Speaking of things that people didn’t like. IKEA. Noone liked the IKEA initiative and exhibition. Nope. Not a single person. Perhaps because they were hosting the sustainability initiative and it looked messy like this. I think it was supposed to make people calm – but white is not a calming colour. If they would have done it in beige it would have been a little bit better. Nope, noone liked IKEA.

But as a conclusion. We are done with old classics. There is a shift now. Or as one exhibition at Refshaleöen said “Try New Things”.

Scandinavia

Scandinavia or Scandinavian is nice. 3 Days of Design is a Scandinavian platform. As I said, it is evident that they try to keep other international players at an arm’s length.

Being Swedish I am proud to see all these players. I think this design week somehow is building our selfesteem. If the design week is good – then we are good. And it is good. I of course include the Baltic states, Finland and Iceland in Scandinavian design. There weren’t that many Baltic designers but there were visitors (I saw you Aurimas). This is all of our design week.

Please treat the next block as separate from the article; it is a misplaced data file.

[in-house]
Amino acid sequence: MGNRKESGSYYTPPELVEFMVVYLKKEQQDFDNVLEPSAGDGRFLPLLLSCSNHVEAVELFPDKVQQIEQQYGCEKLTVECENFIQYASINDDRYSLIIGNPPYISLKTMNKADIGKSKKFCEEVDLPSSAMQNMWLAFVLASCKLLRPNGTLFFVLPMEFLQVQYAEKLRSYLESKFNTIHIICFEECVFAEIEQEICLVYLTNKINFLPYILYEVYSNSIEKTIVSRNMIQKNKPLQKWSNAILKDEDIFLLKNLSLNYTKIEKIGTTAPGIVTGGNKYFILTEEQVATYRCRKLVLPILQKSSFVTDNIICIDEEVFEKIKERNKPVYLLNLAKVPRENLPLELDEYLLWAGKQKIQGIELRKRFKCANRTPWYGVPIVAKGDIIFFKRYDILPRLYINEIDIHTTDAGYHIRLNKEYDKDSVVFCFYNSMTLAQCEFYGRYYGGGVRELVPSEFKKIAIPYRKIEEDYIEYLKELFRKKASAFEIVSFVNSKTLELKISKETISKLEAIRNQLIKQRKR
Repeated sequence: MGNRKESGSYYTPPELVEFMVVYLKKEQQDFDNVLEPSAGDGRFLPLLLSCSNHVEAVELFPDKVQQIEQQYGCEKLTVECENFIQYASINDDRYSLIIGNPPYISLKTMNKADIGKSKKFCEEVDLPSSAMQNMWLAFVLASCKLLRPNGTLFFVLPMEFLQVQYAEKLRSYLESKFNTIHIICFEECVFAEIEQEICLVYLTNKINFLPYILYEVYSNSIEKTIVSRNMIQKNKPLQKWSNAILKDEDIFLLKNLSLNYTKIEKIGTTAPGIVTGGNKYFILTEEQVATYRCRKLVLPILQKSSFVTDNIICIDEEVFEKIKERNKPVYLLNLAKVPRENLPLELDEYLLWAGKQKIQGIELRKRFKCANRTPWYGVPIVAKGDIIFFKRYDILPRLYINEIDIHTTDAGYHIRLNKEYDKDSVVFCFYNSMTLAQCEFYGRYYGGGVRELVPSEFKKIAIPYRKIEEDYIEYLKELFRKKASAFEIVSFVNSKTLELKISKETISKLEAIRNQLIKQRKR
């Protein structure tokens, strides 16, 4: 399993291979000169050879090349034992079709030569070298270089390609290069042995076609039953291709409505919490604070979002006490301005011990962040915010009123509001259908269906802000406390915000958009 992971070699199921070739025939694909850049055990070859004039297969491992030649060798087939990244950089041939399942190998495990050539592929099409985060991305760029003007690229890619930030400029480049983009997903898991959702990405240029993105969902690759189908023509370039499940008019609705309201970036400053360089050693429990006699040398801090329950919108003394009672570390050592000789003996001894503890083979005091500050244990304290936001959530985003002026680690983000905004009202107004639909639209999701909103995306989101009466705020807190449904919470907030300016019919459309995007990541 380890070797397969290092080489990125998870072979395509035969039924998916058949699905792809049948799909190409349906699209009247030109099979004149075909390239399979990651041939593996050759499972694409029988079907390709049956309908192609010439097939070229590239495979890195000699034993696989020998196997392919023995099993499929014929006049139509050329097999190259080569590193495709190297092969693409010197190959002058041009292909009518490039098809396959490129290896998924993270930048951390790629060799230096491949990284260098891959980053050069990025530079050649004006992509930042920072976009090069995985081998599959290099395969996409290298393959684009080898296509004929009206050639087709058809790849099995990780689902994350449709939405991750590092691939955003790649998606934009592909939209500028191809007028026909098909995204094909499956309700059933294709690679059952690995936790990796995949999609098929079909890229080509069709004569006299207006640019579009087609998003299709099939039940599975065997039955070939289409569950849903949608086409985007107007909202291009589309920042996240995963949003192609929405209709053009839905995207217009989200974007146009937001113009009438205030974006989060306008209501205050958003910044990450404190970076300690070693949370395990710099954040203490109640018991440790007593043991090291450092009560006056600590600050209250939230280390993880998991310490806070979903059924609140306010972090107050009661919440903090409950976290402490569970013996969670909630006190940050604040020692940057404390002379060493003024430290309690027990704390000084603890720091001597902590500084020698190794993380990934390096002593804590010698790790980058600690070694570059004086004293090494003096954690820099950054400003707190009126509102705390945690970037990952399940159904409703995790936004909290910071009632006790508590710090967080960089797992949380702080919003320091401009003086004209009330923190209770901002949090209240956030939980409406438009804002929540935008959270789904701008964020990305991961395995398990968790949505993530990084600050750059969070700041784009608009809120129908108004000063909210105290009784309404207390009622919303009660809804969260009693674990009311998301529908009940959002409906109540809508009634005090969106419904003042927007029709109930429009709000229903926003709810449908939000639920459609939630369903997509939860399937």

I attended a breakfast at scent and beauty brand Skandinavisk and the Brittish founder talked warmly about this region. I am not 100 % sure about the numbers but he said things that everyone in Scandinavia lives 5 km from water (or closer), Half of the Danish population lives on islands. If you enter a forest at the tips of southern Sweden, you can walk in the same woods all the way up to the arctic circle. These things are unique and affects our mindset. And he talked about us Scandinavians being professionals at living in the moment. We don’t plan for a thing in six months, but rather enjoy a cinnamon roll now. We are better at doing fika, hygge, mysa and koselig than other people. Casual and nice.